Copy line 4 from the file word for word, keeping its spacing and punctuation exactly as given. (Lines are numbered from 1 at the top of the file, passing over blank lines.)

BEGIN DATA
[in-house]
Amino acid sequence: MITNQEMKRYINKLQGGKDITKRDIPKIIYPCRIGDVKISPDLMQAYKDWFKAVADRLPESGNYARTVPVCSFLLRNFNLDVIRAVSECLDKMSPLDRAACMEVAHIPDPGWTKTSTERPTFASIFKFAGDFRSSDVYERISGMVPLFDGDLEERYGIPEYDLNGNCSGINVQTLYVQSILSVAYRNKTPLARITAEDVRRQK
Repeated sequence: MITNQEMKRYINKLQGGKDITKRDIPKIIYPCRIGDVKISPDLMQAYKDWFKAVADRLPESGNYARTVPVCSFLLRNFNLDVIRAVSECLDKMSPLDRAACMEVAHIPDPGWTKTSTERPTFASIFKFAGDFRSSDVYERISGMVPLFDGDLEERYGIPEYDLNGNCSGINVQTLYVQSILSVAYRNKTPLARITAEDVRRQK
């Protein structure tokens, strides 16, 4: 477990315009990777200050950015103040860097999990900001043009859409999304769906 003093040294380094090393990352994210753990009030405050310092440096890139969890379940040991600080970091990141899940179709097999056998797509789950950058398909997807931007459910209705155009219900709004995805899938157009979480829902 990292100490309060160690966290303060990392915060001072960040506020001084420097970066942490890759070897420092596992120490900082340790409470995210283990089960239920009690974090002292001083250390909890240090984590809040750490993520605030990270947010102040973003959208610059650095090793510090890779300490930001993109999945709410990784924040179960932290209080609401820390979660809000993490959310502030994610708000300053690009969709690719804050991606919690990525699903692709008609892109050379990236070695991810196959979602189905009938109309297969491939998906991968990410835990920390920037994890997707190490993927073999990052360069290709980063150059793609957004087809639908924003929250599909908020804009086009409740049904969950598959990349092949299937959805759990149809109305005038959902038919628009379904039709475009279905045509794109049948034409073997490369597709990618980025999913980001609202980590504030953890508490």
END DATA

């Protein structure tokens, strides 16, 4: 477990315009990777200050950015103040860097999990900001043009859409999304769906 003093040294380094090393990352994210753990009030405050310092440096890139969890379940040991600080970091990141899940179709097999056998797509789950950058398909997807931007459910209705155009219900709004995805899938157009979480829902 990292100490309060160690966290303060990392915060001072960040506020001084420097970066942490890759070897420092596992120490900082340790409470995210283990089960239920009690974090002292001083250390909890240090984590809040750490993520605030990270947010102040973003959208610059650095090793510090890779300490930001993109999945709410990784924040179960932290209080609401820390979660809000993490959310502030994610708000300053690009969709690719804050991606919690990525699903692709008609892109050379990236070695991810196959979602189905009938109309297969491939998906991968990410835990920390920037994890997707190490993927073999990052360069290709980063150059793609957004087809639908924003929250599909908020804009086009409740049904969950598959990349092949299937959805759990149809109305005038959902038919628009379904039709475009279905045509794109049948034409073997490369597709990618980025999913980001609202980590504030953890508490």